- In Retrospect
Turhan Bey was a leading man of American movies of the forties. He has worked with almost all stars of his time and was an intimate friend of many of them. His self-mockery, his subtle sense of humour and the ease characterising the way he talked about his life that – according to him – gave him so much, was immediately captivating.
Turhan Bey was born in Vienna on March 30, 1922. His father was a Turkish diplomat, his mother a Jew from former Czechoslovakia. He grew up in wealthy surroundings, with his carefree life in the large house in Hietzing in Kuppelwiesergasse coming to an abrupt end upon the invasion of the Nazis. Turhan Bey‘s mother saw the cheering crowd on Heldenplatz and she knew that they would have to leave this country. They emigrated to the USA via Switzerland and Paris: One of his uncles worked as a mathematician for Albert Einstein, and the family settled temporarily with him in Princeton. There were regular invitations for tea at Einstein‘s place – the uncle had planned a mathematical career for his nephew. The latter, however, doesn‘t have the slightest inclination in that direction; he lures his mother to sunny California for the mild climate.
They rent a house in Beverly Hills, and Turhan Bey attends Ben Bard‘s drama school to improve his English. During a student performance, he is discovered by some Warner Brothers talent scouts and engaged directly. The film is Footsteps in the dark and his partner is Errol Flynn: Turhan Bey‘s film career had begun. His career continued just as effortlessly as his initiation to this tricky business had been. He played European aristocrats, mysterious Orientals, secret agents etc. Universal Studios made a contract with him, and his partners were celebrities like Boris Karloff, Peter Lorre, Brenda Marshall, Kathrin Hepburn, Walter Houston, Maria Montez, Joan Hall and Merle Oberon. Towards the end of the war, Turhan Bey was drafted. When he returned after 18 months, many things had changed. Universal Studios had been sold, and the familial atmosphere that had previously prevailed there was gone.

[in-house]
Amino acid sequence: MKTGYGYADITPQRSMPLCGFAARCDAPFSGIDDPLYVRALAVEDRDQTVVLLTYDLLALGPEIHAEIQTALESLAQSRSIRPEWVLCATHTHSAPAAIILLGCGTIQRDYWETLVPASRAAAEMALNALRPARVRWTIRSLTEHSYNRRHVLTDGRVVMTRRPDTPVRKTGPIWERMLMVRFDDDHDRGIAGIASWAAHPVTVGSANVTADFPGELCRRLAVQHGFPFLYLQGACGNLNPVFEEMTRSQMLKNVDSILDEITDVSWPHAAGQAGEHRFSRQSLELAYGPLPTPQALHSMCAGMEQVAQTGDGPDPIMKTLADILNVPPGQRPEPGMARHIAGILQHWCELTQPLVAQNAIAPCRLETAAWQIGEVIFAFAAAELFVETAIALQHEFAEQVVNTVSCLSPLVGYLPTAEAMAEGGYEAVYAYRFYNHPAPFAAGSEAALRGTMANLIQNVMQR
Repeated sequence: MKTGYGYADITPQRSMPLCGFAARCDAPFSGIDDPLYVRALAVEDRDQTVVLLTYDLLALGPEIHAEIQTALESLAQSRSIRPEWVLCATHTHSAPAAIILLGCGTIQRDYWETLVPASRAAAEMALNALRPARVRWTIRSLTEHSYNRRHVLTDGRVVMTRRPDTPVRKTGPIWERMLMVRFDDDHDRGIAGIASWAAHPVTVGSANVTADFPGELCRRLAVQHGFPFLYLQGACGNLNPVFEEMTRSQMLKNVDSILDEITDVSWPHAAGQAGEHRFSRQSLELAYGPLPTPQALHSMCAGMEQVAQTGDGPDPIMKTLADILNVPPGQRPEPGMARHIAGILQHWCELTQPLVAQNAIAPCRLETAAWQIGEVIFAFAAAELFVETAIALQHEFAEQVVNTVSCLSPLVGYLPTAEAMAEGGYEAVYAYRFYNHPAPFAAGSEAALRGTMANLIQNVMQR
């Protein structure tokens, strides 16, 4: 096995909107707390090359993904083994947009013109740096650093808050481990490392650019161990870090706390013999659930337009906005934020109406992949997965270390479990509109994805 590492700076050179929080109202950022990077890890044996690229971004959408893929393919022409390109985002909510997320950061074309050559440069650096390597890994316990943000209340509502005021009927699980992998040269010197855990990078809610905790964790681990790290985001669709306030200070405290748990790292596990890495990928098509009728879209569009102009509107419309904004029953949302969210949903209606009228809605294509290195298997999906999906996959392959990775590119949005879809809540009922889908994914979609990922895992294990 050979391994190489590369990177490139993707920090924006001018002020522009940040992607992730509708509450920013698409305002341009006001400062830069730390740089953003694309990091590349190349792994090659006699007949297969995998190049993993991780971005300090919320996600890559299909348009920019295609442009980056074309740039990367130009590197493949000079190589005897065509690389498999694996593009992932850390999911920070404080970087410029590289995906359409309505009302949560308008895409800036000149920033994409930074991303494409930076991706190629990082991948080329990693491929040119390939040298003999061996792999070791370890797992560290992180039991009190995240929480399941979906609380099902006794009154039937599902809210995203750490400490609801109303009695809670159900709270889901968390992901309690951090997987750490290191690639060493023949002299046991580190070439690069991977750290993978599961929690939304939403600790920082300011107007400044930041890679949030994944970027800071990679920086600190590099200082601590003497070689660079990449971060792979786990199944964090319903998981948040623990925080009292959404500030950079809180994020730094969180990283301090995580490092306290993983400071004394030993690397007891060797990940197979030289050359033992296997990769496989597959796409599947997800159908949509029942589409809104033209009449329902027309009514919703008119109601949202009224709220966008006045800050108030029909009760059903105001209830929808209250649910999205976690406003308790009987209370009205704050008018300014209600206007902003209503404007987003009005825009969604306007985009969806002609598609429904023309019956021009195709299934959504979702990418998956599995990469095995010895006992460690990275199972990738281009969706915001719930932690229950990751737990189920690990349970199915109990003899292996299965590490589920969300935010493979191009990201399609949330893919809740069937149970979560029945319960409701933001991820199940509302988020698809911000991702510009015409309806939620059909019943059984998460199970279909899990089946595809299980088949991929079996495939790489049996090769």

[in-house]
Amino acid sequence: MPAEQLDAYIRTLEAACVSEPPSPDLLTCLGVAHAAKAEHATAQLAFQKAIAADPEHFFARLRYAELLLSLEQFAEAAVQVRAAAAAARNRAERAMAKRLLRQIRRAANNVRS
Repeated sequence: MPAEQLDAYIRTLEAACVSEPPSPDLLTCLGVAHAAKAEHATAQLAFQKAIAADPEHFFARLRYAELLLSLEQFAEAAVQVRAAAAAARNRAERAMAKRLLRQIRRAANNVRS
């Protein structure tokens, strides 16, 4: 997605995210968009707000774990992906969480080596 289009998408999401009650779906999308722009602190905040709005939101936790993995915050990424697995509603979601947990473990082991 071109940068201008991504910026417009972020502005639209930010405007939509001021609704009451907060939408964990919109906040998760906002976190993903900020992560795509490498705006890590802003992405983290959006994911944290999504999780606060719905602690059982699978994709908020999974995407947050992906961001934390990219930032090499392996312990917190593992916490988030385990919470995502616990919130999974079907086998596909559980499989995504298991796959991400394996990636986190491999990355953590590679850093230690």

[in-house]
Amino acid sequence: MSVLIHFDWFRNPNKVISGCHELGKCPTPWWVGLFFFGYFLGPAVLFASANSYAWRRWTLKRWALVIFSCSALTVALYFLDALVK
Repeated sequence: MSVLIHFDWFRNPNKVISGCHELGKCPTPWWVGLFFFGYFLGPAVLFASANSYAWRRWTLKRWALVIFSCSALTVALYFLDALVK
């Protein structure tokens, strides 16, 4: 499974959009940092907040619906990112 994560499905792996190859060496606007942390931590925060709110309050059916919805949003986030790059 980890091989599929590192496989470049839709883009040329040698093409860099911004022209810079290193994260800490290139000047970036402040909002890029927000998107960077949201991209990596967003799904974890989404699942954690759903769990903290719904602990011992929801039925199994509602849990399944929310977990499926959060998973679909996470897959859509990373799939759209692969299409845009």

After he had refused a role, Turhan‘s contract was sold on to Eagle-Lion Studios. He made a considerable number of movies for that company, until he decided – more or less overnight – to finish his career and return to the country that he had left as a refugee with his mother and grandmother ten years earlier. Like all emigrants, he was not received with open arms in Vienna: their house had been Arianised and the „Arians“ were by no means willing to return it to their owners. It took some time for the Bey family to get back their former property. Since then, Turhan has spent his life in Vienna; he returned to the USA for a few TV roles, but Vienna has remained his main residence. He bought a few movie theaters – in this way, maintaining a certain connection with his former profession – and started to pursue an old passion: photography. Landscapes and beautiful women were his favourite subjects.
He was an extraordinarily talented storyteller, and his stories about tea at Einstein‘s place, glittering Hollywood parties or personalities like Errol Flynn, Peter Lorre, Lana Turner and Kathrin Hepburn never failed to fascinate his listeners. Apart from the hilarious anecdotes that he was telling in a brilliant manner, the remarkable thing about his character and his life was the lightness with which he was able to let go of things that others would have had to fight for. Letting go seemed to be a quite natural thing for him, and accordingly he happily designated himself as detached and therefore unprotected against loneliness. His life took place in the small house in Paradisgasse; his apartment and his car in Beverly Hills waited for him in vain. He prefered to walk the dog or to work in his attic turned into a photographic studio.
Turhan Bey ist am 30 September 2012 verstorben. Der Stern der Urania, der ihm für sein Lebenswerk von der Leitung des LET’S CEE Film Festivals verliehen worden ist, wird demnächst in einem Wiener Museum ausgestellt.